PRESENTING the foundation’s annual report for 2017, top officials of Aid to the Church in Need (ACN) reported that the organization received just over $145M in donations and legacies in 2017. More than 82.5 percent of this income financed 5,357 projects to help the local Churches in 149 countries. ACN has national offices in 23 countries and close to 370,000 donors around the world.
The balance of the monies raised was spent on administrative services, fundraising campaigns, communications and marketing—categories where spending has been kept to a minimum.
ACN funding supported 1,212 construction projects, involving the repair or rebuilding of chapels, churches, cathedrals and seminaries, many of them in regions devastated by natural disasters. Every tenth priest (a total of 40,383) received help in the form of Mass stipends, particularly in Africa (15,440) and Asia (10,748).
In addition, 13,643 seminarians received support in the form of stipends, a larger number than ever before: one of every nine seminarians worldwide. Most of these beneficiaries are based in Africa. Living expenses were also given to 12,801 women religious, the majority of them members of contemplative orders; many women religious also received funding for their formation.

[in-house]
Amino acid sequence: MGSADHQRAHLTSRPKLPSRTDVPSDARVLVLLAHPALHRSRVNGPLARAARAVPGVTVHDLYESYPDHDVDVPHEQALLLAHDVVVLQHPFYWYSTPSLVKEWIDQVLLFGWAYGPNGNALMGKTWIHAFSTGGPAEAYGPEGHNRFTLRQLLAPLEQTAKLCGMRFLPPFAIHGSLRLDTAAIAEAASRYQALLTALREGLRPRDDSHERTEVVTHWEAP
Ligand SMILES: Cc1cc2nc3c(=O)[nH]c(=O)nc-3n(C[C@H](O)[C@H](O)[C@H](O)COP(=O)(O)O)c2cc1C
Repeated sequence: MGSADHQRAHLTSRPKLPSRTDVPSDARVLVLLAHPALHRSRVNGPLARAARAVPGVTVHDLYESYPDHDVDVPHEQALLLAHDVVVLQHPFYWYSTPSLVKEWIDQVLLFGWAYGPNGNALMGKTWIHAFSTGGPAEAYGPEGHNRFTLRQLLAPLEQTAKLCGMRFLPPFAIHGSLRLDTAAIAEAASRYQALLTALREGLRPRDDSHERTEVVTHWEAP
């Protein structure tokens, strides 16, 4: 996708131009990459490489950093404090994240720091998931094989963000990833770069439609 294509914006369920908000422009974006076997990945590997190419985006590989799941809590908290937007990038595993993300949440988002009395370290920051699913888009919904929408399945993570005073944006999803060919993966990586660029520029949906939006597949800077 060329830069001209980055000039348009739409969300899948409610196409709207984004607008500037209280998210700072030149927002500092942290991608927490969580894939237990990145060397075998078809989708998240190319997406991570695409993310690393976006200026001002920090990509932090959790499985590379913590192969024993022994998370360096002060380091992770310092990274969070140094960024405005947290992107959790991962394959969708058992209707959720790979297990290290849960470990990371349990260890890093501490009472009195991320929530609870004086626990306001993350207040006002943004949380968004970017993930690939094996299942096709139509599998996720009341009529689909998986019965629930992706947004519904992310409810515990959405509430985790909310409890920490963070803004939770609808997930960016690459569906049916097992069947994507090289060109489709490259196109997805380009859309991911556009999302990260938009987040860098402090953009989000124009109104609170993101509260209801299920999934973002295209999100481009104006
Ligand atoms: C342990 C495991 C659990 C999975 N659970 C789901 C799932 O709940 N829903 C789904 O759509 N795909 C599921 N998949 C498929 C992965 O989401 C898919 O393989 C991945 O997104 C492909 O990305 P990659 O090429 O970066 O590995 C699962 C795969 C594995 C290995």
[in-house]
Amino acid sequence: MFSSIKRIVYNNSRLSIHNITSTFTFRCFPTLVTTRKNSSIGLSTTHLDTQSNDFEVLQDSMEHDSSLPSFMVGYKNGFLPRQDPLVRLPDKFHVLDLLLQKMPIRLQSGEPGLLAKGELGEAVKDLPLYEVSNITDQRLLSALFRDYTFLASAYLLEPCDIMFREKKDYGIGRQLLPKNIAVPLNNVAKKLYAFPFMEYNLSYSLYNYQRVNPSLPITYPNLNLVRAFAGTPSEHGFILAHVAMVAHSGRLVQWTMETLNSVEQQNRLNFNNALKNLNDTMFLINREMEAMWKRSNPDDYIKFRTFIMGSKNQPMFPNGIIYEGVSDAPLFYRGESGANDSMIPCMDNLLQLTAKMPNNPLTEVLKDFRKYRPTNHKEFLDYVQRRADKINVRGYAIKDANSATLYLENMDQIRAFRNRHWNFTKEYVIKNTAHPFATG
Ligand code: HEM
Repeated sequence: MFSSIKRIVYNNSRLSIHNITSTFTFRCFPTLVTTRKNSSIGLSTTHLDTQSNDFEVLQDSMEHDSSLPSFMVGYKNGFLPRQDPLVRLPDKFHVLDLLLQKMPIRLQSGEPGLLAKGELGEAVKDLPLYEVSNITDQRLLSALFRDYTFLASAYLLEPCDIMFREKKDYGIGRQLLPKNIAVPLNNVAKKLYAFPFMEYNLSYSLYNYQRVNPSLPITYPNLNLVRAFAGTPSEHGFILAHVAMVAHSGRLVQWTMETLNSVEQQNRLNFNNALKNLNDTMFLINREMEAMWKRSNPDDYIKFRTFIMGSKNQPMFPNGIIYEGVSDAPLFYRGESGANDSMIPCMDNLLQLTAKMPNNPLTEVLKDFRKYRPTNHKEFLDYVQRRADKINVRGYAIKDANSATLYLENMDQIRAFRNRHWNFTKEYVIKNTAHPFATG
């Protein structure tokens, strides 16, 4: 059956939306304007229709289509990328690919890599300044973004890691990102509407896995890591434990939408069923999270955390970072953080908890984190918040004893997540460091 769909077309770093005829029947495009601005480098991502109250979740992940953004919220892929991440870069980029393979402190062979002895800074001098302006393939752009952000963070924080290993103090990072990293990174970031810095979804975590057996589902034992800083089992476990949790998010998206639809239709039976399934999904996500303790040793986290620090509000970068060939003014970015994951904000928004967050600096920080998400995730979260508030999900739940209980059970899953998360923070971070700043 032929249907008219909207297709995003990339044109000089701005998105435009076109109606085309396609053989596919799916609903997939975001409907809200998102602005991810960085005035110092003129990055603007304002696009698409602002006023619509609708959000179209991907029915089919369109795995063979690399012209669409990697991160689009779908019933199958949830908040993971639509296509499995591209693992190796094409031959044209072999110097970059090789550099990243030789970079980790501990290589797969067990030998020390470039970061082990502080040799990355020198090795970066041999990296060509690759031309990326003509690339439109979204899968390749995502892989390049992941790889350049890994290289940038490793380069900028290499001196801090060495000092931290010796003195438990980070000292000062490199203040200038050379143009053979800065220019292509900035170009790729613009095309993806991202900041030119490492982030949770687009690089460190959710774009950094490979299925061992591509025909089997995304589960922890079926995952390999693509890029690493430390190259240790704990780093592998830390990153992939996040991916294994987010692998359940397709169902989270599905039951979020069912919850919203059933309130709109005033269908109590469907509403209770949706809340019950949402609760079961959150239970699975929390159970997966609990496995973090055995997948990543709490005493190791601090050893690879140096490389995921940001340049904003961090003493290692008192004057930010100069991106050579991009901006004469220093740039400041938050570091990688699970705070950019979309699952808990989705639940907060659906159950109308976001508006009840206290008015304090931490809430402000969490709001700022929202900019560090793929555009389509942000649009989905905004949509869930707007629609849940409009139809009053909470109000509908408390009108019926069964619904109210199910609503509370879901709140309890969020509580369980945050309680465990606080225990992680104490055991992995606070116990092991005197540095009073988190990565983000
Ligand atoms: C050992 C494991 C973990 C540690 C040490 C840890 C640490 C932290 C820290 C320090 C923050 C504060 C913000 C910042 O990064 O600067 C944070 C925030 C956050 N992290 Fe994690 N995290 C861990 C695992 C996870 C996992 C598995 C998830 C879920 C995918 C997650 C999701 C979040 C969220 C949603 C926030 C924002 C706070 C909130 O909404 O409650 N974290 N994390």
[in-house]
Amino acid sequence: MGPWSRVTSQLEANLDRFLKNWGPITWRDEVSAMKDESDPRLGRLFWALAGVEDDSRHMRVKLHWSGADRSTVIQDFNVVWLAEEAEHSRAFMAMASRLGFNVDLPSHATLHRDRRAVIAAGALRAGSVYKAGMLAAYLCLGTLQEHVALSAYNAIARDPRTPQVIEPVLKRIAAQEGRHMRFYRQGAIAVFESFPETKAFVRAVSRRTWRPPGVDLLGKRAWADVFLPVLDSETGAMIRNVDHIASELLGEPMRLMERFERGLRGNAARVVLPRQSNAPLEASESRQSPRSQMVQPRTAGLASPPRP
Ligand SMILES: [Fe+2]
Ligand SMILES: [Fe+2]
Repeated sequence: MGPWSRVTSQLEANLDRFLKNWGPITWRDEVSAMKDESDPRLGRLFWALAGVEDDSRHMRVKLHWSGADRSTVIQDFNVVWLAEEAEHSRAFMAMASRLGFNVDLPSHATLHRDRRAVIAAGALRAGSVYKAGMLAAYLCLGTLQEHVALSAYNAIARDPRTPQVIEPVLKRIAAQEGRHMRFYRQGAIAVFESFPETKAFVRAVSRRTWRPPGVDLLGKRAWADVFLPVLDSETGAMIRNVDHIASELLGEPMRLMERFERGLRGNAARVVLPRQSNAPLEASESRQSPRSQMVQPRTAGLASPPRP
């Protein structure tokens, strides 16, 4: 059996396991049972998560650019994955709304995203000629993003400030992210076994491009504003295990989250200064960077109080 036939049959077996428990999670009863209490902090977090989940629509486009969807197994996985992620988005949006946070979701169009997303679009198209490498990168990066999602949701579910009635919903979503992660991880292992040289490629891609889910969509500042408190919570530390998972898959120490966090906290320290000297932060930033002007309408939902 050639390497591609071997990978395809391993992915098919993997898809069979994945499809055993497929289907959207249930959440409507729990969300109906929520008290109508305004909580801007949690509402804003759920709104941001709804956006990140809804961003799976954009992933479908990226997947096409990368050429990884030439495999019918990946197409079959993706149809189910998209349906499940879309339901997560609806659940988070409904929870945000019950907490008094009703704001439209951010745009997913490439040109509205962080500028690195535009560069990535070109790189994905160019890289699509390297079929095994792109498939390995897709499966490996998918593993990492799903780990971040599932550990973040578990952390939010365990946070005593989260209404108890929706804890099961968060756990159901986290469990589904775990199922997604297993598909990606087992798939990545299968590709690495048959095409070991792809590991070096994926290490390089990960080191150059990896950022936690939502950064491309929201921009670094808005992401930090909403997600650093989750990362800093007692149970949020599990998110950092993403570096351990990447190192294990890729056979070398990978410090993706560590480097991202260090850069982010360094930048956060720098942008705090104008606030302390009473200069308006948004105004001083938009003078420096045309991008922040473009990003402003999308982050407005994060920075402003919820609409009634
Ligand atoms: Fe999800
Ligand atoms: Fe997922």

To support the pastoral mission of the Church, ACN also paid for 424 cars, 257 motorcycles, four trucks, three buses and three boats, motorcycles and bicycles as well as three boats, four lorries and three buses.
Last year, a large portion of aid once again went to the Middle East, where ACN sent well over a fifth of the total in aid, more than $20M, spent on projects in Syria and especially Iraq, where ACN has been on the forefront of helping Christians resettle on the Nineveh Plains, from where they were ousted by ISIS in the summer of 2014. Only Africa topped the Middle East in spending, garnering close to $30M in funding.
With almost $11M in funding, Iraq is at the very top of the list of countries that received aid from Aid to the Church in Need in 2017. India ranked second on the list of recipient countries with $6.88M, followed in third place by Syria ($6.8M), in fourth place by Ukraine ($5.5M), in fifth place by Brazil ($4.5M) and in sixth place by the Democratic Republic of the Congo ($4M).
Speaking at a press conference in Rome July 4, 2018 to present the annual report, ACN’s new Executive President Thomas Heine-Geldern said: “In 2017, the regional focus of our aid projects was the Middle East as well as Africa. We believe that our job is primarily to support the Church in those places where it does not have the material resources to carry out its pastoral activities or where Christians are suffering from oppression, persecution and violence.”